Joe Wardwell

Allston Skirt Gallery

After five years of painting on guitars and two and a half years of portraying musicians, Boston’s Joe Wardwell staged his own rock/art “concert” of sorts. The artist paired his new raucous, romantic oil paintings and the elegant drawings that make up his “A Heavy History,” 2006, with a handpainted electric guitar finished in gold leaf and a vintage phonograph playing his latest vinyl album, Full Length, 2006, which showcases his rasping, guttural voice, booming bass-playing and drumming, and boisterous guitar riffing.

“A Heavy History,” a series of sixty-nine small sepia-toned pencil-and-ink drawings, constitutes a graphic and painterly assembly of musical big names—from Jimi Hendrix, Black Sabbath, Tom Waits, and Blondie to Nashville Pussy and the White Stripes—that have inspired Wardwell’s combination of heavy metal, garage rock, and grunge. Pinned to the wall in time-line style, their placement determined by their subjects’ careers, the loosely rendered studies look like a salon of miniature posters, advertising everything from mainstream rock to obscure doom metal. The best of these images—a portrait of Tom Waits at the piano (based on an Annie Leibowitz photograph), for example—capture the icons’ raunchy genius with enormous energy.

Many of the characters in “A Heavy History” reappear in Wardwell’s more ambitious larger paintings. The Heaviest Painting in the World, 2006, a four-foot-square oil, situates an operatic assemblage of heavy-metal musicians within an appropriation of an allegorical fresco by Tiepolo. In Wardwell’s version, British rocker Lemmy plays his bass on a billowy cloud, attended by hoards of gesticulating rock heroes, living and dead. The figures are painted with a lightness and a graceful rapidity akin to Chinese brush paintings, and the orange-and-red-washed sky suggests an apotheosis.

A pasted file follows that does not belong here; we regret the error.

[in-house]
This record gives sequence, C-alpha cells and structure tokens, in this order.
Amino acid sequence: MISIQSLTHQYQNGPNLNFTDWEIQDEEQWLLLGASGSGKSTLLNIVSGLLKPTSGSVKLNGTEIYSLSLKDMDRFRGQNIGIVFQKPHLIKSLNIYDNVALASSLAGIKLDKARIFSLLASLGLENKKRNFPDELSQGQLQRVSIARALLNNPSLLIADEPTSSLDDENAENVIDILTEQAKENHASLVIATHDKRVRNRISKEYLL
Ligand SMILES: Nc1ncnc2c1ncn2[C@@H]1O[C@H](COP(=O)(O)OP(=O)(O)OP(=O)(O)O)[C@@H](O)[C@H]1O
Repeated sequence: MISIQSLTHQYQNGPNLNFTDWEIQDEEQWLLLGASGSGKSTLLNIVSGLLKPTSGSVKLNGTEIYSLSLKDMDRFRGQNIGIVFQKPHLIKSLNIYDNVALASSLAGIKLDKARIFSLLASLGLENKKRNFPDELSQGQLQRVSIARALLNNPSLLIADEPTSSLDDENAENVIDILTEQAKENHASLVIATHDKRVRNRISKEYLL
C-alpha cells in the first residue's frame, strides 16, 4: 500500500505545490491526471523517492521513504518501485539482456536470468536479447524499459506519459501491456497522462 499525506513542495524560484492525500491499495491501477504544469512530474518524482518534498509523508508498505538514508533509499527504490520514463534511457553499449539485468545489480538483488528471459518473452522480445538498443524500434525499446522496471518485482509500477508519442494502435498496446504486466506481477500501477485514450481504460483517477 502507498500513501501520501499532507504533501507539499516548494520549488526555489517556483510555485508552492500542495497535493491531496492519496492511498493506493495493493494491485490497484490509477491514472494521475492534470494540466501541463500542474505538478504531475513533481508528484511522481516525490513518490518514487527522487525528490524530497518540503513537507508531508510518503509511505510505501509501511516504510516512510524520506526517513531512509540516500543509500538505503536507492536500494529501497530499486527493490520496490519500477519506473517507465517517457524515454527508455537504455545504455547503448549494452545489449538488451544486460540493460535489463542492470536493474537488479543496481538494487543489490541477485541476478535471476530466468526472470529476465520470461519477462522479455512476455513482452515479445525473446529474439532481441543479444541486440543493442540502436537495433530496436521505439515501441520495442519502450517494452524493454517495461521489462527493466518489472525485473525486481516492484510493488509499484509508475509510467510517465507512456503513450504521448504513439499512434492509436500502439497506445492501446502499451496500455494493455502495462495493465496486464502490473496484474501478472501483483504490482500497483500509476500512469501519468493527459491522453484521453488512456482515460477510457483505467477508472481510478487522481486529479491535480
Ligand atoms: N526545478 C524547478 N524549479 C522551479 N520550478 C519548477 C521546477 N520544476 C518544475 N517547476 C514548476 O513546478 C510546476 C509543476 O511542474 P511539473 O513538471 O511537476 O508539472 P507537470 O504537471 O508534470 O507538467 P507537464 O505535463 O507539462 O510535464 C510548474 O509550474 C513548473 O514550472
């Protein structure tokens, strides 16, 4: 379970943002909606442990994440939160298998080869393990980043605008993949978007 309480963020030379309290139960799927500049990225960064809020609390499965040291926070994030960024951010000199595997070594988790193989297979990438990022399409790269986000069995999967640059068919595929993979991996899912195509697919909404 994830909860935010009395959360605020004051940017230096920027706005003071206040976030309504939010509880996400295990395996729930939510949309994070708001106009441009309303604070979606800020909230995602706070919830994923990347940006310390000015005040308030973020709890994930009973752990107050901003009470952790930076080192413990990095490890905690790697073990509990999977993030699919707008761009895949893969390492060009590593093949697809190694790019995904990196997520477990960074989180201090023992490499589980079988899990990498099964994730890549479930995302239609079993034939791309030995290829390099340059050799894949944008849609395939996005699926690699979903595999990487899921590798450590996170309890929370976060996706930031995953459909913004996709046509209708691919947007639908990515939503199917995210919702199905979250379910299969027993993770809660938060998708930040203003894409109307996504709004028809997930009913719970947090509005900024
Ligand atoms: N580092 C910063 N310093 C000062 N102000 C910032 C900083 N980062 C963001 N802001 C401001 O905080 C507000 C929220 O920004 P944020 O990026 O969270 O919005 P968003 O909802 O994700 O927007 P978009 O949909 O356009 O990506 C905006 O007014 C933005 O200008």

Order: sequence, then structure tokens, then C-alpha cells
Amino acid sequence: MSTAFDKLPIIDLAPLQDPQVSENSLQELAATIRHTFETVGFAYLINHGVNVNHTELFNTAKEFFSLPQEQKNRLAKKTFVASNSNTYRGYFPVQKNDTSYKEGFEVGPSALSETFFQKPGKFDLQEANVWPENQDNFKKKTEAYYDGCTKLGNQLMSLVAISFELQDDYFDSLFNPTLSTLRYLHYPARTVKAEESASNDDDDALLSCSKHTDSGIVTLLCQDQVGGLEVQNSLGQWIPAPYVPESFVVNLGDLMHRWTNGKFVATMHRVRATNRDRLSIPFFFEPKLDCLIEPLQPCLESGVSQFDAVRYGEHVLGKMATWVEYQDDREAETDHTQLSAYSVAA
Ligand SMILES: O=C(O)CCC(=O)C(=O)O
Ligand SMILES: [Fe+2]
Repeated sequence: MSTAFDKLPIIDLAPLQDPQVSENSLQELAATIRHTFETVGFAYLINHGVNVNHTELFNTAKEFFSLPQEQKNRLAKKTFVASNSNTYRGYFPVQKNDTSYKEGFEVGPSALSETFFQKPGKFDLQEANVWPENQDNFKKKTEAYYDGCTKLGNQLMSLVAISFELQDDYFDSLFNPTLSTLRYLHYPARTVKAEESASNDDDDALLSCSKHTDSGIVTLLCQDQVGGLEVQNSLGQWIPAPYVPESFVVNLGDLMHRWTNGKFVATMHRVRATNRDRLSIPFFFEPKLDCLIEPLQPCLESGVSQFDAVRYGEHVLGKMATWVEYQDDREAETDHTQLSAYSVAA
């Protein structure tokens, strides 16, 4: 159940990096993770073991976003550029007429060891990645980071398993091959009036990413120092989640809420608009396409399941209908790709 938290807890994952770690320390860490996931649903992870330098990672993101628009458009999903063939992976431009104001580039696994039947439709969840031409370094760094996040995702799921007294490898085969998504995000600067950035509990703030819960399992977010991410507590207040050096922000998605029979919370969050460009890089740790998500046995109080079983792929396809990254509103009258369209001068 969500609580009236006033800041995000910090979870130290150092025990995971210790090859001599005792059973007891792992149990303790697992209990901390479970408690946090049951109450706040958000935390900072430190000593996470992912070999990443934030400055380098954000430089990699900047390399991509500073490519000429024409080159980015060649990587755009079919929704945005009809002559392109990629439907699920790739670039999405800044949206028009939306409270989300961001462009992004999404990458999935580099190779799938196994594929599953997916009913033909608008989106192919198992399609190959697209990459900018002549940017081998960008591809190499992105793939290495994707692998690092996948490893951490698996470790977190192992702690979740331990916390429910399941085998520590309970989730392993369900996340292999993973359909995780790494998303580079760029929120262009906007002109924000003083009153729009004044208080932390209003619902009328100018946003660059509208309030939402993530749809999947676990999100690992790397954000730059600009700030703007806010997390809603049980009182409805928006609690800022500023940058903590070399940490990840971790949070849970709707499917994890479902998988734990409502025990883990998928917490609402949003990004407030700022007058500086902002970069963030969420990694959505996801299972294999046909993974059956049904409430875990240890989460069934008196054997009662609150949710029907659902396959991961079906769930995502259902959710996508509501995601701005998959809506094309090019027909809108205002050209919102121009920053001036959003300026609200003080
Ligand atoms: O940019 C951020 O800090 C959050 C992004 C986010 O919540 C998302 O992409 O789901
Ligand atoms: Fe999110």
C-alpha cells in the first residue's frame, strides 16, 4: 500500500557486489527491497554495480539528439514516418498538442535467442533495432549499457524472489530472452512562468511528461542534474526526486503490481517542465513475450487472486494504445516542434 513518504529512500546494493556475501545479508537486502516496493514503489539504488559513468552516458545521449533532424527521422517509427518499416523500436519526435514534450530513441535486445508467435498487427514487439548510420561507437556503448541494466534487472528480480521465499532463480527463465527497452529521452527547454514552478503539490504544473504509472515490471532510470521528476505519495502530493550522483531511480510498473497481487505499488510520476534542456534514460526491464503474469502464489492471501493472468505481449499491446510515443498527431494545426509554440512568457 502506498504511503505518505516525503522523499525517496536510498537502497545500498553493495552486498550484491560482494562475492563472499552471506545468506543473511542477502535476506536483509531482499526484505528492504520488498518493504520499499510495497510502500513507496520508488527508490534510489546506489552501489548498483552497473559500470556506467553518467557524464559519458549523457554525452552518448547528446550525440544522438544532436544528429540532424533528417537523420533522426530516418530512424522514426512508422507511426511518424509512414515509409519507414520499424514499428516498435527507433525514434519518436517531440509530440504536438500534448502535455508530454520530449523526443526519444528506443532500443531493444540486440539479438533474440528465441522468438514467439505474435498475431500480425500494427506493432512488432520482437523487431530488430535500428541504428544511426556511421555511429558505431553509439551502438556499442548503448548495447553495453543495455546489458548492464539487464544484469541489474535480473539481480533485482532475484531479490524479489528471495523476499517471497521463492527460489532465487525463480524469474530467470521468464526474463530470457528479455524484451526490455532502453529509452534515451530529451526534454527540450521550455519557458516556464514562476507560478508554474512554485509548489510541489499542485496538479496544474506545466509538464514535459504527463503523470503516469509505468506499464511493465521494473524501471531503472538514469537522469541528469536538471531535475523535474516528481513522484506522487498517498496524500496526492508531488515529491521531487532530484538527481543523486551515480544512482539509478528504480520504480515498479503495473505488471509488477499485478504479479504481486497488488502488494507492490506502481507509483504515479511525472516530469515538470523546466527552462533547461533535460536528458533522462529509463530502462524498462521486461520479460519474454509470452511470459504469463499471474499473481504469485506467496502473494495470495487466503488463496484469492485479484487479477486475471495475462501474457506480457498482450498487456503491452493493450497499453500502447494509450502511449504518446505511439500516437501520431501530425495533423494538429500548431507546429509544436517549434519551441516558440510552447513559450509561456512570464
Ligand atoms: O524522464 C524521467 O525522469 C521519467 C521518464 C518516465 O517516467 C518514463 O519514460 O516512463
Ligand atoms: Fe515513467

Occasionally, Wardwell incorporates his own handlebar-mustachioed likeness in his work, as a cherub hovering above an Aerosmith concert in Aeroforced, 2006, for example, or resting in the clouds among rocker chicks who have inspired his respect (and lust) in School Girl Eclipse, 2006. His fascination with the eighteenth century is also evident in the lovingly rendered sepia lithograph that he designed for his album cover. The hand-screened five-color jacket depicts a twelve-inch tondo surrounded by flamelike patterns suggestive of hot-rod detailing. Within the circle is an idiosyncratic homage to Jean-Honoré Fragonard’s painting The Lover Crowned, 1771–72. Wardwell adheres to the light-hearted look and mood of the original but updates the attire of Fragonard’s pair of lovers to T-shirts, jeans, and sneakers and litters the surrounding landscape with beer cans and a guitar while a mini-skirted groupie crowns her consort with a bottle instead of a rococo laurel. Wardwell clearly feels a genuine love for the art and music that has affected him, but he keeps his nostalgia in check with a tongue-in-cheek sense of humor. The result isn’t so heavy after all.

Francine Koslow Miller